Carver Cotton Gin Mill Dam, East Bridgewater


This is the Carver Cotton Gin Mill Dam on the Satucket River in East Bridgewater. Many years ago it's fishway fell into disrepair and ceased to function. Since that time the dam has also fallen into a sorry and unsafe state of repair. Over the past year and a half we have been working towards the removal of this dam in order to restore both the Alewife runs and the river. Although Alewives were what originally drew our attention to this project there is much more at stake here on the Satucket. It is a question we ask and a theme we follow here. The question is what were our rivers like before industrialization, and how do we or should we return them to that state?

The following is an account of, and some insights into the trials and tribulations we have experienced in our efforts to remove the Carver Cotton Gin Mill Dam on the Satucket River.

All of the following photographs were taken after the spill gate was opened at the dam allowing the Satucket River to flow free once again.

The Satucket River

A 12,000 year old infant


Down in the riffles below the Carver Cotton Gin Mill dam the first of the Satucket's springtime visitors were arriving. Several young children gathered on the rusting steel bridge below. Fishing poles in hand one by one they tossed their offerings into the water. After several minutes of casting and reeling with no results their frustration with the big odd looking fish in the shallow water began to show. One boy kicked gravel into the river; another picked up larger stones and threw them down at the fish in disgust. The source of their frustration was the humble white sucker coming up the Satucket to spawn as they have since time immemorial. Normally a somewhat drab looking fish, the male suckers were now sporting their spring spawning coats. They appeared rich bronze color through the tannin stained water. Wide cream colored stripes running along their sides, shades of crimson danced on their undersides in the late afternoon sun. In a couple of weeks a similar scene would be repeated here this time with silver alewives fresh from the sea.                                                                                                   

 Although these two fish are quite different they are both driven by the same ancient force to swim upstream to spawn. For the alewives itís the lure of wide waters at Robbins and Monponsett Ponds. For the suckers itís the long rocky riffles that for so long had been flooded beneath the Satucketís impounded water. Unlike the suckers who would drift downstream of the dam to search for some small scrap of suitable spawning habitat. The alewives were driven by an irresistible urge to move upstream. From time to time I would stop by to visit them.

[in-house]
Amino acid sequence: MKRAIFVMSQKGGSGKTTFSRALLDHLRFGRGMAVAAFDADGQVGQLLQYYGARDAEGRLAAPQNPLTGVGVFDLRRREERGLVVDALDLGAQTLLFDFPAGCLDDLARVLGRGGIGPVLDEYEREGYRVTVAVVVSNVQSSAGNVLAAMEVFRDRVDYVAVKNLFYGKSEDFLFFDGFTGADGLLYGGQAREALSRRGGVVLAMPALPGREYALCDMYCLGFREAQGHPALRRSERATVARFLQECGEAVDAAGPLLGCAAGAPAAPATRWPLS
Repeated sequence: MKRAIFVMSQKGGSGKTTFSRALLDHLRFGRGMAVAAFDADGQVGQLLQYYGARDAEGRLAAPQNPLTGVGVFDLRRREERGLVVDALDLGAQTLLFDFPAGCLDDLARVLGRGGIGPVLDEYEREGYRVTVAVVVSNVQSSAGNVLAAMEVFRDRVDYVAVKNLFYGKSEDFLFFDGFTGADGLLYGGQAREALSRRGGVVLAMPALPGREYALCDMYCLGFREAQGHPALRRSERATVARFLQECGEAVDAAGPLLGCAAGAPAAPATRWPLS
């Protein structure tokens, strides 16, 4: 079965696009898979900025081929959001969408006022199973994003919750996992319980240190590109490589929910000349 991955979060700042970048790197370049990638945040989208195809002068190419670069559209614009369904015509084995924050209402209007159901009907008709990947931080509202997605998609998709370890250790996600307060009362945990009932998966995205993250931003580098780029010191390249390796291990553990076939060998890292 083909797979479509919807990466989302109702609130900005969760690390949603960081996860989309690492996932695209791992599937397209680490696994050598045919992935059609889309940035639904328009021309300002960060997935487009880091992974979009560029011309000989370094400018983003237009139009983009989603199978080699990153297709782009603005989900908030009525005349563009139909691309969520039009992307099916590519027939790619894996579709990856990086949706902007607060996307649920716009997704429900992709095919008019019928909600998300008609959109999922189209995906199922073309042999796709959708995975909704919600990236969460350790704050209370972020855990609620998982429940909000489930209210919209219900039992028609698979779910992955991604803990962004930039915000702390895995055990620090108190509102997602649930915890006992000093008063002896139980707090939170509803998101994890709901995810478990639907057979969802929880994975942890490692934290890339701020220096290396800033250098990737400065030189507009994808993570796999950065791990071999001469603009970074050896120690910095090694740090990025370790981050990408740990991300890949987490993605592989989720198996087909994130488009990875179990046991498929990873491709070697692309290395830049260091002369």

As spring wore on they continued their constant vigil beneath the crumbling hulk of the impassable dam. Their bright sea colors had faded; many bore festering wounds inflicted by the beaks of blue herons and seagulls. Others lie dead, scattered among slabs of broken concrete. Off to the side of one such slab, an old moss covered snapping turtle appeared.  From his mouth hung the lifeless body of a battered alewife, its large glassy eye staring up through the mist toward the water cascading over the dam.                                 


 Carver Cotton Gin Mill Dam

A Difficult Decision


On August 14, 2001, the spill gate was opened at the Carver Cotton Gin Mill Dam due to its failing condition. As the impoundment drained, local citizens and members of the town boards became alarmed.  They were justifiably concerned about the townís wells and wetlands that lie along the Satucketís basin.  Shortly after the impoundment had drained, the damís owner informed the town that it was his intention to remove the structure. The town was now faced with a difficult decision. To take ownership of the dam and rebuild it, build another dam upstream on town property or do nothing and let the Satucket flow free. 

 Over the past several months, the townspeople have had an opportunity to meet and consult with many professionals in the fields of rivers and wetlands, from state and federal agencies as well as private and non-profit groups. The consensus reached by these river people was that the wells should be safe and although some of the wetlands would change in character there would be no significant loss in overall wetlands. They further assured everyone that both the wells and the wetlands issue could be definitively determined by taking some elevation measurements and doing some simple calculations. Despite all these assurances from these various river people, it was clear that something was still troubling those who were opposed to a free flowing Satucket.


 A Gathering by the River


At one of these meetings we gathered on a high bank overlooking a long meander, which had been underwater when the river was impounded. It was a place that was quite beautiful both as an impoundment and now as a free flowing river. The meeting had been going on for quite sometime, needing a break from all the technical talk, I took a seat on a nearby bench.

 Looking out over the river to the wide grassy flats that just a month before had been filled with lily pads and pickerel weeds, it occurred to  me that all the technical answers, diagrams drawn and future studies would still not put some of these folks at ease. It seemed the change itself rather than a threat to the river was the source of much of their uneasiness.

 Although we looked out over the river from the same vantage point we were clearly seeing two very different scenes. Not having grown up on the Satucket it was difficult for me to see the river as they did. Thinking back to my own special places where I grew up and how I felt about them, it dawned on me that this was perhaps not just a river to these folks. It was more like a living room so to speak, an extension of their own homes. Where as children they had played, swam and explored in comfortable surroundings, just as I had done in the special places of my youth.  Now suddenly it had all been changed. It was as if someone had come along and rearranged all the furniture, the familiar pictures on the walls were all different. The living room they had grown up in was now someone elseís; I wondered how I would feel standing in their shoes.